This week I showed one of my classes "Seeking Asian Female," a documentary from Independent Lens (PBS) that tells the story of an "Asiaphile," a sixty year old parking lot attendant named Steven, and his efforts to win the affections of his younger Chinese wife, Sandy. The film is available to watch online through the month, and I recommend it.
My class is composed almost exclusively of Asian international students, about half of whom are Chinese. I was a little apprehensive about their reactions: Would they be offended? Would they be embarrassed? In fact, they seem to have found it pretty hilarious, especially the scenes in which Sandy upbraids a befuddled Steven in Mandarin.
In the short class discussion that followed, one of the students, a comely young Chinese girl, asked me, "What's wrong with being attractive to white guys?" As I delicately waded into language of "fetish" and "objectification," I realized they were already familiar with these concepts via mass exposure to advertising and internet porn.
The students were asked to write a contrastive paragraph about the expectations that Sandy and Steven had before they married, and how these expectations were challenged by reality. It dovetailed neatly with a unit we had finished on discrimination, racism, and cultural stereotypes. (I've yet to read their efforts, but will do so this afternoon.)
What I didn't share with them is my own family history with yellow fever. My uncle married twice, first to a Japanese gal named Yoriko when I was about ten. She was the wayward daughter of a Shinto priest, and turned out to be -- to my uncle's dismay -- quite a pistol. When they visited, Yoriko used my underwear drawer to stash her snacks, and my panties reeked of dried squid for a full decade. Sadly, this was the only reminder of her once vibrant presence, as she soon ran off with her golf instructor and was lost to our family forever.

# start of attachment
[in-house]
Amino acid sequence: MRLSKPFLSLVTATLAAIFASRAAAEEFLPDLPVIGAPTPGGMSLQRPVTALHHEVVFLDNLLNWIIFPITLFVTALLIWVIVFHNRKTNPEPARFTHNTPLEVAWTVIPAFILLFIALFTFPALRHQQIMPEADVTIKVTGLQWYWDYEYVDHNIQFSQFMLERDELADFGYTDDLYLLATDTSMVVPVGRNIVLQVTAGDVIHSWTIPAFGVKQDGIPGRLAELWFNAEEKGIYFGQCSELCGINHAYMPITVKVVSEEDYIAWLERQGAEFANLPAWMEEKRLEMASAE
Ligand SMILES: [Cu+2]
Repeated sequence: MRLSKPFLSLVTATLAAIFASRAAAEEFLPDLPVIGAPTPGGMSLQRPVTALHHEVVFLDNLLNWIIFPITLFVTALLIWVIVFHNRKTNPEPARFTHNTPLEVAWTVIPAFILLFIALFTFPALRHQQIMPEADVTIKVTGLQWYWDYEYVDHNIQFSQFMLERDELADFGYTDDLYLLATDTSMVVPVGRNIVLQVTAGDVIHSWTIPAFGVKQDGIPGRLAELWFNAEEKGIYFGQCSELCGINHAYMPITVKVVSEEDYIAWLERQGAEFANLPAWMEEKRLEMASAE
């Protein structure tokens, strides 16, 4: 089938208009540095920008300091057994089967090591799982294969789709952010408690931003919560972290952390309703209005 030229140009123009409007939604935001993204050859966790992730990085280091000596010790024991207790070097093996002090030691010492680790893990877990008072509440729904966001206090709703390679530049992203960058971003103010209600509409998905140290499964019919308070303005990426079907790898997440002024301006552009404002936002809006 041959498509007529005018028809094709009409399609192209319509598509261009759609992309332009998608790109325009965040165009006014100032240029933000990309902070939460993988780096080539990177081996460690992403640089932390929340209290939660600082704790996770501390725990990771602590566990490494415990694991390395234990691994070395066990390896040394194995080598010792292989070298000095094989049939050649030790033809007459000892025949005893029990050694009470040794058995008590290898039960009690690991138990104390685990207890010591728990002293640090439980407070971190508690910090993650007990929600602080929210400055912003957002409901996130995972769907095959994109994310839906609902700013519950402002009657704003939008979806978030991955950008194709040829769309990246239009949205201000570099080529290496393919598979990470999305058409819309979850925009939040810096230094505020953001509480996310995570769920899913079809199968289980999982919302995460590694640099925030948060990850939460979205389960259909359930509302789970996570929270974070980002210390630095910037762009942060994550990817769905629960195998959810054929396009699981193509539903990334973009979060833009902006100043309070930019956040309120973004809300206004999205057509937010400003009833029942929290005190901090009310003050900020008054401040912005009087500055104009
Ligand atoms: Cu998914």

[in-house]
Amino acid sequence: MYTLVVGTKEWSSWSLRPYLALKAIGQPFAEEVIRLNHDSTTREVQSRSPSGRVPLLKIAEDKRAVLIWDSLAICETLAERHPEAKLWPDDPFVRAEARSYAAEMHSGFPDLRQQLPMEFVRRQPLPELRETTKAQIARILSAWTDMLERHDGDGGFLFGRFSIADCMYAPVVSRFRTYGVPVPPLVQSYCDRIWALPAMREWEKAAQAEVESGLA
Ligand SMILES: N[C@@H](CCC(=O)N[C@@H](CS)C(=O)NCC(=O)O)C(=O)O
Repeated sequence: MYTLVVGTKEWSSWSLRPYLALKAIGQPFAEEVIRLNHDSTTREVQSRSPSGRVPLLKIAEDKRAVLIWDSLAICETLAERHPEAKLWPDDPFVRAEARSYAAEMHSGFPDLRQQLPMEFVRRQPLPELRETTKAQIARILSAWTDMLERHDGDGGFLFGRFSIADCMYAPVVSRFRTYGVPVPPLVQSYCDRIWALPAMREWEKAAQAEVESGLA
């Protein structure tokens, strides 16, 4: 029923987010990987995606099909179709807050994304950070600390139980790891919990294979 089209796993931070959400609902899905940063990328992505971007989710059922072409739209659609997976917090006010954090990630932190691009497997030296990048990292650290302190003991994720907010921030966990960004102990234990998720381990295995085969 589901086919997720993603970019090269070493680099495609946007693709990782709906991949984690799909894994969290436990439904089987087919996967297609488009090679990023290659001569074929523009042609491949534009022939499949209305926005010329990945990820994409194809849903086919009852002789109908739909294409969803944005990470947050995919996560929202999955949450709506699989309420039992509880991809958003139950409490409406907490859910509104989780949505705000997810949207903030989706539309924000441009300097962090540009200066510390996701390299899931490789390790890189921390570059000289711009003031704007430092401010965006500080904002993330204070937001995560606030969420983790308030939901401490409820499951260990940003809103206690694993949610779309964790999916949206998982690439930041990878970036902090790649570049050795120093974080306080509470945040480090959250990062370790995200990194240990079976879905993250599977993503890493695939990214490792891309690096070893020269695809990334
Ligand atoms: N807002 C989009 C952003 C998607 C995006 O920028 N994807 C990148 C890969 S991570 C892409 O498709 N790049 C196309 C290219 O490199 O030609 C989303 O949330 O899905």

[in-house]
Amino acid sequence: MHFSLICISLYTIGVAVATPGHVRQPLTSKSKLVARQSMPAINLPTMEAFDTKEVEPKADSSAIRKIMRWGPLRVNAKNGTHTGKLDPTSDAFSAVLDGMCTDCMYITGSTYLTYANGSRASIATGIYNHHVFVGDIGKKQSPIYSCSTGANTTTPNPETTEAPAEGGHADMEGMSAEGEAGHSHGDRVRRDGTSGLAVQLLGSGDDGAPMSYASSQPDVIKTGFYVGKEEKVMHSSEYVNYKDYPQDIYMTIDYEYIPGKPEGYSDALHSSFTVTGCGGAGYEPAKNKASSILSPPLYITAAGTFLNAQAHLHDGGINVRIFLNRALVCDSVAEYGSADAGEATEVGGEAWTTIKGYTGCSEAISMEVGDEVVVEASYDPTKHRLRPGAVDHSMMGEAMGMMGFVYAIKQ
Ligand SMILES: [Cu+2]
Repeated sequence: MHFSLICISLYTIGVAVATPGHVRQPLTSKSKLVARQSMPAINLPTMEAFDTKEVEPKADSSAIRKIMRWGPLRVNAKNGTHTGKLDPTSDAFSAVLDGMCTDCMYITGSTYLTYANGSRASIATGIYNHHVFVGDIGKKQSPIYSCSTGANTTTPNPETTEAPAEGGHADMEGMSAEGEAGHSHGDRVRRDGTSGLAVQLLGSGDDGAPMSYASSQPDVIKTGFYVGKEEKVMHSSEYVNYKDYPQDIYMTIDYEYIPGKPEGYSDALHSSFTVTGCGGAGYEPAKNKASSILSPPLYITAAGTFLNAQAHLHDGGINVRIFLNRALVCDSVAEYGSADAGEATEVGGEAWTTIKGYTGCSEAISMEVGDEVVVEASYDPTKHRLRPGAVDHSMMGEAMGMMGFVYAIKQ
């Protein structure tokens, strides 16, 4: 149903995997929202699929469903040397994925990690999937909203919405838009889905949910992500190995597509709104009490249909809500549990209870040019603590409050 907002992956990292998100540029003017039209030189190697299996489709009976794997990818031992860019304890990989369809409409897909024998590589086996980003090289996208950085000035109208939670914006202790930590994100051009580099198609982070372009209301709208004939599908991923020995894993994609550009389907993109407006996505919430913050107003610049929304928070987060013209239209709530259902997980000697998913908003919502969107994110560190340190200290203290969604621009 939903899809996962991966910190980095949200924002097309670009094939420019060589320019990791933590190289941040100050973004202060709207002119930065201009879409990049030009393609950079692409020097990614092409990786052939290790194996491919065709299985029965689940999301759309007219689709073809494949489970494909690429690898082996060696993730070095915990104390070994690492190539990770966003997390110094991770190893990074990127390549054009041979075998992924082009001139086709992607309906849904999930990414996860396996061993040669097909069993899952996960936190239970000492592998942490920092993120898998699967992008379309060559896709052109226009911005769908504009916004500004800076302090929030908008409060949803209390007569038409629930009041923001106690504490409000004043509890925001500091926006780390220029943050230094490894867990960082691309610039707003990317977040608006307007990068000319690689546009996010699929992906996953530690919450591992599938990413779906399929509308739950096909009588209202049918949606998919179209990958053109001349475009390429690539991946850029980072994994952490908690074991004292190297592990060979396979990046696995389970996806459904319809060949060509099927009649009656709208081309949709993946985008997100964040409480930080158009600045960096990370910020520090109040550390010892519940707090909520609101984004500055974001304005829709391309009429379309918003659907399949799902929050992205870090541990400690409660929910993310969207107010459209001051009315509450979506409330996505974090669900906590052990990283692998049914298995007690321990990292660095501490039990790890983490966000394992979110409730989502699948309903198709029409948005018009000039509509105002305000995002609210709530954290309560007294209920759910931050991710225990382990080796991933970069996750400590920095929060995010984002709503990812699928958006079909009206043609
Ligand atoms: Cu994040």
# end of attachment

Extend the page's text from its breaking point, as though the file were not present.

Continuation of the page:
My uncle's second marriage came much later, and was a marriage in name only. His second wife was a Korean bar girl who had suffered a near-fatal aneurysm in my uncle's Seoul apartment while he was at work. She was grievously brain damaged as a result, unable to speak (although she could be distressingly vocal) and had an unsteady, lumbering gait. She required constant supervision and around the clock assistance, so her aging mom and dad were part of the package. My uncle married her -- or so he claimed -- so that he could get her on his medical insurance plan. He set her and her folks up in LA for several years, but they hated living in the US, never learned more than a few words in English, and soon were back in Korea, where he continued to support them (and still does, after his death). I sometimes wonder if my uncle took Jae Nam on, not so much out of compassion, but because he knew she was the one woman who could never leave him.
My uncle was only attracted to women who were extremely young, extremely petite, and otherwise "extremely feminine" in the worst sense of the Asian female cultural stereotype. His addiction to Asian girls took him on various sex tourism holidays. One trip to a Thai brothel resulted in his developing both oral gonorrhea and genital herpes simultaneously, the inconvenient details of which he shared freely. (I learned to carefully sequester my personal linens and towels whenever he dropped in.) My uncle's "yellow fever" persisted throughout his life even though it was based on a fantasy that his own experiences repeatedly disproved.